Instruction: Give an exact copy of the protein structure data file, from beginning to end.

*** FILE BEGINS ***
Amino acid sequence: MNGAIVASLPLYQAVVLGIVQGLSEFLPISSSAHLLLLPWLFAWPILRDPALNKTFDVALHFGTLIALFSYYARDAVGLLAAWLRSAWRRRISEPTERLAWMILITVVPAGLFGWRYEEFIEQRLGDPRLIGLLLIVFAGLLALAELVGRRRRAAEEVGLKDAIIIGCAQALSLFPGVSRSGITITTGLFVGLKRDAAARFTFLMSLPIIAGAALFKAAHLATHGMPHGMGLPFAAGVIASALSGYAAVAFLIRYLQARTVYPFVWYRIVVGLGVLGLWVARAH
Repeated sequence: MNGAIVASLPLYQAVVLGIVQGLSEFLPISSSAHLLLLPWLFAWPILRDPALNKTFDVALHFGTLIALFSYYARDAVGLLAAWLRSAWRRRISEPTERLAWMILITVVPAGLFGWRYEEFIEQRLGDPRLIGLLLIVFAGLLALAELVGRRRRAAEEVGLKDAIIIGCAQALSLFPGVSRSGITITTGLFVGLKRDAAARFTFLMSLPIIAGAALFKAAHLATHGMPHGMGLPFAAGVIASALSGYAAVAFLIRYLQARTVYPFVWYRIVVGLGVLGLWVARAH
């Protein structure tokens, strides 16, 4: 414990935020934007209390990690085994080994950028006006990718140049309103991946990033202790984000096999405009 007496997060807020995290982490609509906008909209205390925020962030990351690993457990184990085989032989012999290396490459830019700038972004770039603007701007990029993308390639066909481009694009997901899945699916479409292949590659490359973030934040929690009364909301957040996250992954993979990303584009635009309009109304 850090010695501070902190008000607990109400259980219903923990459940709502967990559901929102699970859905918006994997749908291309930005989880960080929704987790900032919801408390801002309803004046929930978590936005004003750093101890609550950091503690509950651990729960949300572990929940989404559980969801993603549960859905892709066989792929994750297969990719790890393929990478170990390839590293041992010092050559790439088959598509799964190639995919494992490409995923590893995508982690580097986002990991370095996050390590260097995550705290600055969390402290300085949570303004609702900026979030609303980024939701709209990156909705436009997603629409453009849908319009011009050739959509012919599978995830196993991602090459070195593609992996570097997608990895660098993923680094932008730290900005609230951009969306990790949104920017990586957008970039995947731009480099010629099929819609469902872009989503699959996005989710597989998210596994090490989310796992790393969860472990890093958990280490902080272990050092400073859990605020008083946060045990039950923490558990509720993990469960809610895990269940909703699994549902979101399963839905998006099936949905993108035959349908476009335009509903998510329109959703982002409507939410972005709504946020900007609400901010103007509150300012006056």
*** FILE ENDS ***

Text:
Amino acid sequence: MNGAIVASLPLYQAVVLGIVQGLSEFLPISSSAHLLLLPWLFAWPILRDPALNKTFDVALHFGTLIALFSYYARDAVGLLAAWLRSAWRRRISEPTERLAWMILITVVPAGLFGWRYEEFIEQRLGDPRLIGLLLIVFAGLLALAELVGRRRRAAEEVGLKDAIIIGCAQALSLFPGVSRSGITITTGLFVGLKRDAAARFTFLMSLPIIAGAALFKAAHLATHGMPHGMGLPFAAGVIASALSGYAAVAFLIRYLQARTVYPFVWYRIVVGLGVLGLWVARAH
Repeated sequence: MNGAIVASLPLYQAVVLGIVQGLSEFLPISSSAHLLLLPWLFAWPILRDPALNKTFDVALHFGTLIALFSYYARDAVGLLAAWLRSAWRRRISEPTERLAWMILITVVPAGLFGWRYEEFIEQRLGDPRLIGLLLIVFAGLLALAELVGRRRRAAEEVGLKDAIIIGCAQALSLFPGVSRSGITITTGLFVGLKRDAAARFTFLMSLPIIAGAALFKAAHLATHGMPHGMGLPFAAGVIASALSGYAAVAFLIRYLQARTVYPFVWYRIVVGLGVLGLWVARAH
């Protein structure tokens, strides 16, 4: 414990935020934007209390990690085994080994950028006006990718140049309103991946990033202790984000096999405009 007496997060807020995290982490609509906008909209205390925020962030990351690993457990184990085989032989012999290396490459830019700038972004770039603007701007990029993308390639066909481009694009997901899945699916479409292949590659490359973030934040929690009364909301957040996250992954993979990303584009635009309009109304 850090010695501070902190008000607990109400259980219903923990459940709502967990559901929102699970859905918006994997749908291309930005989880960080929704987790900032919801408390801002309803004046929930978590936005004003750093101890609550950091503690509950651990729960949300572990929940989404559980969801993603549960859905892709066989792929994750297969990719790890393929990478170990390839590293041992010092050559790439088959598509799964190639995919494992490409995923590893995508982690580097986002990991370095996050390590260097995550705290600055969390402290300085949570303004609702900026979030609303980024939701709209990156909705436009997603629409453009849908319009011009050739959509012919599978995830196993991602090459070195593609992996570097997608990895660098993923680094932008730290900005609230951009969306990790949104920017990586957008970039995947731009480099010629099929819609469902872009989503699959996005989710597989998210596994090490989310796992790393969860472990890093958990280490902080272990050092400073859990605020008083946060045990039950923490558990509720993990469960809610895990269940909703699994549902979101399963839905998006099936949905993108035959349908476009335009509903998510329109959703982002409507939410972005709504946020900007609400901010103007509150300012006056």